Page last updated at 10:44 GMT, Tuesday, 17 February 2009

Clinton issues warning on N Korea

Hillary Clinton in Tokyo, Japan 17 Feb 09
Despite a stern warning to the North, Mrs Clinton also extended a hand

Secretary of State Hillary Clinton says the United States is watching North Korea very closely to see if it ends "provocative language and actions".

Speaking in Japan, Mrs Clinton promised that the US would offer North Korea aid if it eliminated its nuclear programme.

It comes amid mounting speculation that Pyongyang is preparing to test-fire a long-range missile - a move Mrs Clinton said would be unhelpful.

Mrs Clinton is in Japan on the first leg of an Asian tour.

The US secretary of state also announced that Japan's Prime Minister Taro Aso will meet President Barack Obama at the White House next week.

Mr Aso will be the first foreign leader to visit Mr Obama, a reflection of the emphasis the new US administration wants to put on its ties with Asia, analysts say.

This is also the first time Asia has been the initial trip for a new US secretary of state since the 1960s.

Olive branch

Despite her stern warning to North Korea, Mrs Clinton also extended a hand.

Hillary Clinton: 'We must advance efforts towards a complete denuclearisation'

"I have said on several occasions that if North Korea abides by the obligations it has already entered into and verifiably and completely eliminates its nuclear programme, then there will be a reciprocal response, certainly from the United States," she said.

Mrs Clinton said it was up to North Korea to decide whether it wanted to abide by its promises to denuclearise.

On Monday, Pyongyang asserted its right to "space development", fuelling reports that it plans to launch a missile test.

The Bush administration removed the North from its list of state sponsors of terrorism last year.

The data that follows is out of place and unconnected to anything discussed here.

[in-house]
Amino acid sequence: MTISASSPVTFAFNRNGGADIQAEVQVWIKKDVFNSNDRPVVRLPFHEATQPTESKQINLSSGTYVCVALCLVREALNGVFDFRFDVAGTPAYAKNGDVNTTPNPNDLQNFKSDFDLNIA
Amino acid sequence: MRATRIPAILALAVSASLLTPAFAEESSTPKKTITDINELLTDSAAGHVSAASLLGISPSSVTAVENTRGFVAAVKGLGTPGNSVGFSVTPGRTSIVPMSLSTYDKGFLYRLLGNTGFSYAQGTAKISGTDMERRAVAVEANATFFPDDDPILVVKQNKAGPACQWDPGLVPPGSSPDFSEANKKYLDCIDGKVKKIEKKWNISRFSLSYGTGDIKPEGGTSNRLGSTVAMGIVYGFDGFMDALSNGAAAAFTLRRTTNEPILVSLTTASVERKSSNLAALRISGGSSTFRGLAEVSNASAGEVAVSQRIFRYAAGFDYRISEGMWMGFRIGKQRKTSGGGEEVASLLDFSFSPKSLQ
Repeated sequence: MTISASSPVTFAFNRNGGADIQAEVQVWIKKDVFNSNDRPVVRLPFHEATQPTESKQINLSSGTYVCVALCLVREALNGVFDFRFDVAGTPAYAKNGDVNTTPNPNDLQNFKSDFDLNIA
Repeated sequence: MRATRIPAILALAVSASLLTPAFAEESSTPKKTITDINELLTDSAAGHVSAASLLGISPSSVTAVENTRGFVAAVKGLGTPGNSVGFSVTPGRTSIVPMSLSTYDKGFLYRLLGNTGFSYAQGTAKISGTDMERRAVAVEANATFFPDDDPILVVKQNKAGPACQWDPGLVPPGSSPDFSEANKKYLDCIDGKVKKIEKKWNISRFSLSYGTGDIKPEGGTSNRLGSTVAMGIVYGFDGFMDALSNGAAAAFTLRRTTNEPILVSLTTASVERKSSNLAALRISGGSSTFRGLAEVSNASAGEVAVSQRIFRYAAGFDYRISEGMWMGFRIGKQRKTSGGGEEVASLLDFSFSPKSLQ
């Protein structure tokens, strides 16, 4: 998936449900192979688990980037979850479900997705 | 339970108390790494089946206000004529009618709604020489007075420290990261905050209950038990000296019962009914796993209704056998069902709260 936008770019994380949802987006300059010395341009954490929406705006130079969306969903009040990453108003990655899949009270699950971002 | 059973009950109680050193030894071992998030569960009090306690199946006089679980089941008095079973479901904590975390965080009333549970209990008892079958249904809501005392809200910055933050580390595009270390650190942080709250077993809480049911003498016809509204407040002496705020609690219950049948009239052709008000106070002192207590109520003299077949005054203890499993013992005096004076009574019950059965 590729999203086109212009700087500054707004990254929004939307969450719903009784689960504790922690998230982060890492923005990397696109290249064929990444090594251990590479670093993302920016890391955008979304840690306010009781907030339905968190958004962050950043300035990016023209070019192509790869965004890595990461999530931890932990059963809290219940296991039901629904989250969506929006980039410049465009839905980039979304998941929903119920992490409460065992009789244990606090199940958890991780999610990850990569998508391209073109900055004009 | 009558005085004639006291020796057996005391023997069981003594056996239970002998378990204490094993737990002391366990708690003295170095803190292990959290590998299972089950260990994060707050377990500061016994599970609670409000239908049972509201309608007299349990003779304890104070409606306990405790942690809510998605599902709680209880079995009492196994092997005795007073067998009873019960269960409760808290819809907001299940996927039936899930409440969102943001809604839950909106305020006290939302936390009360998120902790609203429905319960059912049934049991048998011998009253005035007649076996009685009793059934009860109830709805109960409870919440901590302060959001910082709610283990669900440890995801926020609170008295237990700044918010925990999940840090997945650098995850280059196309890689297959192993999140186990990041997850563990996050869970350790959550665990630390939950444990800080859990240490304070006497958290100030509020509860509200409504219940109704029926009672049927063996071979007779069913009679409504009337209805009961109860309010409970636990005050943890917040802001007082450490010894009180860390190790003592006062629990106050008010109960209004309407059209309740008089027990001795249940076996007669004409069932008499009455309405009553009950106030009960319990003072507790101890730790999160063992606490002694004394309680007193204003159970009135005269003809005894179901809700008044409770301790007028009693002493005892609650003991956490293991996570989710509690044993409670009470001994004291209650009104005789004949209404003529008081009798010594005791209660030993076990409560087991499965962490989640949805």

Analysts say that has decreased leverage over Pyongyang, and the reclusive government may believe it can gain more by raising tensions than by accepting an olive branch.

Representatives of the US, South Korea, North Korea, China, Russia and Japan will hold security talks in Moscow at the end of the week as part of efforts to re-start the six-party talks intended to bring an end to North Korea's nuclear programmes.

Economic difficulties

Mrs Clinton began the second day of her regional tour with a visit to a Shinto shrine - a peaceful monument dedicated to Emperor Meiji, who is considered to be the founder of modern Japan.

Hillary Clinton, Meiji shrine, Tokyo, Japan 17 Feb 09
Mrs Clinton says balance and harmony infuse America's role in the world
She said the harmony and balance represented by the shrine would set the tone for the foreign policy of Barack Obama.

Mrs Clinton also met US embassy officials, and signed an agreement to move about 8,000 US Marines on the Japanese island of Okinawa to the US Pacific territory of Guam.

She earlier described America's relations with Asia as indispensable, in comments welcomed by Japanese Foreign Minister Hirofumi Nakasone.

Her visit comes at a time of intense economic and political stress for the Japanese government of Prime Minister Taro Aso.

His popularity has plunged to new lows, his finance minister has resigned, and the economy has shrunk so much that a minister likened the situation to the end of World War II.

Mrs Clinton said she was "absolutely confident" the two countries could navigate through the economic difficulties.

Mrs Clinton will visit Jakarta, followed by Seoul. Her final stop will be Beijing.

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